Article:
Question from the MSR Web Site
Fri, 12 Apr 2002 14:33:22 -0700
Thanks so much for the detailed response.
Dan Kohn <mailto:firstname.lastname@example.org>
Essays announced on <mailto:email@example.com>=20
From: Consumer [mailto:firstname.lastname@example.org]=20
Sent: Friday, April 12, 2002 14:31
To: Dan Kohn
Subject: RE: Question from the MSR Web Site
You are correct, that is indeed the strange question of the day.
Actually, it might be the strange question of the year, but since it's
early in 2002 I can't give a definite answer. Hopefully I can offer an
explanation for what you discovered. When you filter water, you're
filtering water and anything (dissolved or otherwise) that is in
particles such as bacteria and protozoa get filtered out by the ceramic
the carbon core takes care of most chemicals and odors. Smaller stuff
viruses) don't get filtered out, because they're pretty tiny. (Viruses
get killed by treatment with chemical means.) This filter also won't
care of some dissolved things in the water--heavy metals, salt, and
are just some of the things the filter isn't able to remove.
So, this would apply to your attempt to filter beer and urine.
and urine contain a lot of dissolved particles that cannot be removed by
carbon of the filter--in urine, for example, there is uric acid and
While our filters CAN filter saltwater, they aren't desalinizers, so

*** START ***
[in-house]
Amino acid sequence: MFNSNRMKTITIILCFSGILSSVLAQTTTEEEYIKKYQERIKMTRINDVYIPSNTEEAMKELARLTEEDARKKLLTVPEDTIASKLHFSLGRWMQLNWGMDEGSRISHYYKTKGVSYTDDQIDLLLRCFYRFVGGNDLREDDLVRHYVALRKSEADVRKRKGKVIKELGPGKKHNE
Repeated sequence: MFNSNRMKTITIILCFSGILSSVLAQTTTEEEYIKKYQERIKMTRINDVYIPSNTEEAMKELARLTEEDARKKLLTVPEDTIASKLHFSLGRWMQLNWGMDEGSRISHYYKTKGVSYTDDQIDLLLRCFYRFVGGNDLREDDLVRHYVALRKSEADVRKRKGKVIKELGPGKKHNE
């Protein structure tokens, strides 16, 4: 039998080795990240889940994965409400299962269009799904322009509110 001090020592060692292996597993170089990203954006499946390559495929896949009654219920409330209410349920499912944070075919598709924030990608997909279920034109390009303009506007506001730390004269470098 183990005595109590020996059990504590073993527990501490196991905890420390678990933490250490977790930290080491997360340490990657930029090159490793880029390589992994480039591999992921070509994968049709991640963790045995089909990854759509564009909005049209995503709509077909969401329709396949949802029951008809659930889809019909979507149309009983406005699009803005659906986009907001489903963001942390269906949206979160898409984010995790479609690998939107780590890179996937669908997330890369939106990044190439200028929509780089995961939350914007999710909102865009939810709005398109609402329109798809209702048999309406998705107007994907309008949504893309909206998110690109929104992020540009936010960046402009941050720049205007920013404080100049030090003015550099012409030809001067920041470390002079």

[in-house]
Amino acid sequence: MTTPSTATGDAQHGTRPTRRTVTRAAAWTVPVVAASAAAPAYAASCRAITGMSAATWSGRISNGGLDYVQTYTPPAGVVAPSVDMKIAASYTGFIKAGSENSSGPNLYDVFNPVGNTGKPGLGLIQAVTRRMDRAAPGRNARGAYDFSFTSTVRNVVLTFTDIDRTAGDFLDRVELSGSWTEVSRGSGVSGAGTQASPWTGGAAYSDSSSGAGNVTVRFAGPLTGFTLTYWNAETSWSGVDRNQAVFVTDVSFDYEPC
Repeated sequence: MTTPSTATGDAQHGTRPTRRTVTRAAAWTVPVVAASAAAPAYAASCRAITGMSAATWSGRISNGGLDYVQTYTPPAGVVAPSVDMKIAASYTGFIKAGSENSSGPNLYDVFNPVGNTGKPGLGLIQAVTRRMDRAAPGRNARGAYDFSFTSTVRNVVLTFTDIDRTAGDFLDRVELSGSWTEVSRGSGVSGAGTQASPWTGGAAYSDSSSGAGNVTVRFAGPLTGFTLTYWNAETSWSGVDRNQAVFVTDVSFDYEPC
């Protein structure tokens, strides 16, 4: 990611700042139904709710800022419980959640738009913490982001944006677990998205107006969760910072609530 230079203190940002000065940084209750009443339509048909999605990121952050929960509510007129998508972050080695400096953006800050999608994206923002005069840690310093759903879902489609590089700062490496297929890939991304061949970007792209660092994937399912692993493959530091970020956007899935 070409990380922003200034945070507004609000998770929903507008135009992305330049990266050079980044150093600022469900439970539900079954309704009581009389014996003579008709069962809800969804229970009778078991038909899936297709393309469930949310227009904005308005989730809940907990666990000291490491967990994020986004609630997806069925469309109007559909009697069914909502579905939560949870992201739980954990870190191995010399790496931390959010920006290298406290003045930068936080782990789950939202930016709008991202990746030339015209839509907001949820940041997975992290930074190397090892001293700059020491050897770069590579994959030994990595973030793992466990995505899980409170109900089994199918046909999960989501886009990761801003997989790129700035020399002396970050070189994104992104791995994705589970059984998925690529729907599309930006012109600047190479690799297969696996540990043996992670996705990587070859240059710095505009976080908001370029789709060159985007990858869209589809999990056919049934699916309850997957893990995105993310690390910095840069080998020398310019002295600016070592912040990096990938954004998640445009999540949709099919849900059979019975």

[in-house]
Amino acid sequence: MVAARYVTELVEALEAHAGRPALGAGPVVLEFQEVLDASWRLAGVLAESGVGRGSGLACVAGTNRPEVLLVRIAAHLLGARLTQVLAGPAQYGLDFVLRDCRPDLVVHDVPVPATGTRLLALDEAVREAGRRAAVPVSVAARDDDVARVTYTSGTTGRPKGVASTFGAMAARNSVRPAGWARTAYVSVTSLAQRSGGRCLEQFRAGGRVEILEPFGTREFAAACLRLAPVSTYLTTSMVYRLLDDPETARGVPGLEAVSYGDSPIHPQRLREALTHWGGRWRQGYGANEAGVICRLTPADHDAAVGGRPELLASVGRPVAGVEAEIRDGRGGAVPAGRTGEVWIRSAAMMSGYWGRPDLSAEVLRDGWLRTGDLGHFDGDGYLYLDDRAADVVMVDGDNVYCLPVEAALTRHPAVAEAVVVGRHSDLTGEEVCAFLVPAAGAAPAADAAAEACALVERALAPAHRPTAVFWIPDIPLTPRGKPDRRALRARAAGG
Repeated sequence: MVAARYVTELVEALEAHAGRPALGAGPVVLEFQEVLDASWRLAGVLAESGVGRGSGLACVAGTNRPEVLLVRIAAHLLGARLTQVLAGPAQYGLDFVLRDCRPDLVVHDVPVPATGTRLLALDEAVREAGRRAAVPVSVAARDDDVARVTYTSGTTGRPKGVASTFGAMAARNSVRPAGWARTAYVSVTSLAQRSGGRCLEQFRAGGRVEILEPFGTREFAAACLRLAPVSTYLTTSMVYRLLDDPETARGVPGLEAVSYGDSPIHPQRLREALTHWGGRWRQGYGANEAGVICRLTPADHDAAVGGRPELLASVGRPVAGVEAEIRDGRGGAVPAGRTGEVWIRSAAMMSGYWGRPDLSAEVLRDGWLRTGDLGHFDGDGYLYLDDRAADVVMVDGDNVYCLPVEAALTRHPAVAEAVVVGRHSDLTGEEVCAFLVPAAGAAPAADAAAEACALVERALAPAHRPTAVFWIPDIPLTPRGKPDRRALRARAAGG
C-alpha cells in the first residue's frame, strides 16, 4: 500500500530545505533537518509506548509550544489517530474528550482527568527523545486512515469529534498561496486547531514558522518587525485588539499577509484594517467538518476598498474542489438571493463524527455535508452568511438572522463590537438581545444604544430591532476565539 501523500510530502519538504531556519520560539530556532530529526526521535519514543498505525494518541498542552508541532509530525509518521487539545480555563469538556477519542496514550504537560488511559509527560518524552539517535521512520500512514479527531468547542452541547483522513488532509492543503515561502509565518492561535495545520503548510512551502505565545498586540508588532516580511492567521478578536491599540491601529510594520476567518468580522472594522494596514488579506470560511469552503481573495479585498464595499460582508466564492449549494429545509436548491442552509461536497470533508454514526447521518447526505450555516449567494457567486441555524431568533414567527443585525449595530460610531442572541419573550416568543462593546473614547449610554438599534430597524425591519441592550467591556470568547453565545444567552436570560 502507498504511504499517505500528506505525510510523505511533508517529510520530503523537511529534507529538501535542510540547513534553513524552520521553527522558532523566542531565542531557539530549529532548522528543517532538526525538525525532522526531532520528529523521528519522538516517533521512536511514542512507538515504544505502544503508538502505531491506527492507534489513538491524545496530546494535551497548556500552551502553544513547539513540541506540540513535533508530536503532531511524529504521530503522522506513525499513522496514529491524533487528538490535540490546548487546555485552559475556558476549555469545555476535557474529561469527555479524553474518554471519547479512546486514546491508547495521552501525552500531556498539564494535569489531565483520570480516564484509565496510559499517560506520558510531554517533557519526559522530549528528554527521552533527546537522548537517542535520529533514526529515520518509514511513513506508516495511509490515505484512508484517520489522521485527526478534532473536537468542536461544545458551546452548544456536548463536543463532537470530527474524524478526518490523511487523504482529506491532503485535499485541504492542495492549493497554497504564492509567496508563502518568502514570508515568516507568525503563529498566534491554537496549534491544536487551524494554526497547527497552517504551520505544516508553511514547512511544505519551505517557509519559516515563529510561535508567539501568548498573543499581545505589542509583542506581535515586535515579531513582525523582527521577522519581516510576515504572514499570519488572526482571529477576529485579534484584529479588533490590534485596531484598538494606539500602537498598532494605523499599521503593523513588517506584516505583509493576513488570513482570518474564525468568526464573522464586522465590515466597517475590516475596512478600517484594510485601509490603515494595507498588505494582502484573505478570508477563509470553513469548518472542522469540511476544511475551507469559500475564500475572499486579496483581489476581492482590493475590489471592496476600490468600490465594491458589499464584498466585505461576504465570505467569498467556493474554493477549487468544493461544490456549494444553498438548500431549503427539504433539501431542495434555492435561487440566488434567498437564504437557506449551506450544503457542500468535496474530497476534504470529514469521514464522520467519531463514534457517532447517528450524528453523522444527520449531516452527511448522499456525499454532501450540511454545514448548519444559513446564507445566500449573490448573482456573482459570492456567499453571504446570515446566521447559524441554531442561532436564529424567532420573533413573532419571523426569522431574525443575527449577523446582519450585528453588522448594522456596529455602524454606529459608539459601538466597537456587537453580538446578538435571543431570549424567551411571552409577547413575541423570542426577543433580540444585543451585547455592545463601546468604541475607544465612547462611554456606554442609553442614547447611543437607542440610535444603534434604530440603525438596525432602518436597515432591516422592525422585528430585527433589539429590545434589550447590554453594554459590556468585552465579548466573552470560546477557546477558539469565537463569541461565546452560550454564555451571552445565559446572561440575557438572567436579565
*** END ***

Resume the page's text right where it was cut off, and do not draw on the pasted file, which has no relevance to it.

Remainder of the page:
won't remove the salt from the water--in these cases you would still
the taste (and odor, if applicable) of saltwater in the filtered water.
This would explain why your filtered urine still had the
urine, and it would also apply to the case of the filtered beer. While
water is water, beer is beer and urine is urine--these substances are
composed of water true enough, but they have a lot of other things
in them that make them what they are. As I previously mentioned, the
isn't able to take care of tannins--tannins are most commonly found in
beverages such as tea, and lend a tint to the water--if you pass water
containing tannins through the filter then the tannins won't get
and your filtered water will retain the original brownish color of the
with tannins. This would also explain why the filtered urine and beer
retained their original appearance, if a little bit diluted. =20
I assume that your observations were based on appearance and
the filtered water--the above information would provide explanation for
these . . . . I won't ask if you tasted the filtered substances! =20
All this being said, I would strongly urge you to replace the
elements (Ceramic element and PES membrane) before using them again, for
Hope this makes sense. If you have additional questions, please
email us back. =20
From: email@example.com [mailto:firstname.lastname@example.org]=20
Sent: Thursday, April 11, 2002 10:59 PM
Subject: Question from the MSR Web Site
[* Sent to MSR customer service - dan *]
I suspect this will be your strange question of the day:
I've been a fan of MSR and used the MiniWorks extensively when hiking in
Namibia last month to filter quite dirty water, with sparkling,
water being created every time.
My new Waterworks II just arrived today from REI, and as a test, I tried
on two rather unusual substances: beer and urine. Disappointingly, in
cases, the result was clearly not pure water (it looked and smelled like
diluted urine and then like sudsy, diluted beer).
Could you please explain to me why this "science experiment" didn't
and yet the WaterWorks is presumably able to filter much smaller
to eliminate dangerous organisms.
And don't worry, I cleaned the filter extensively before packing it away
my next trip.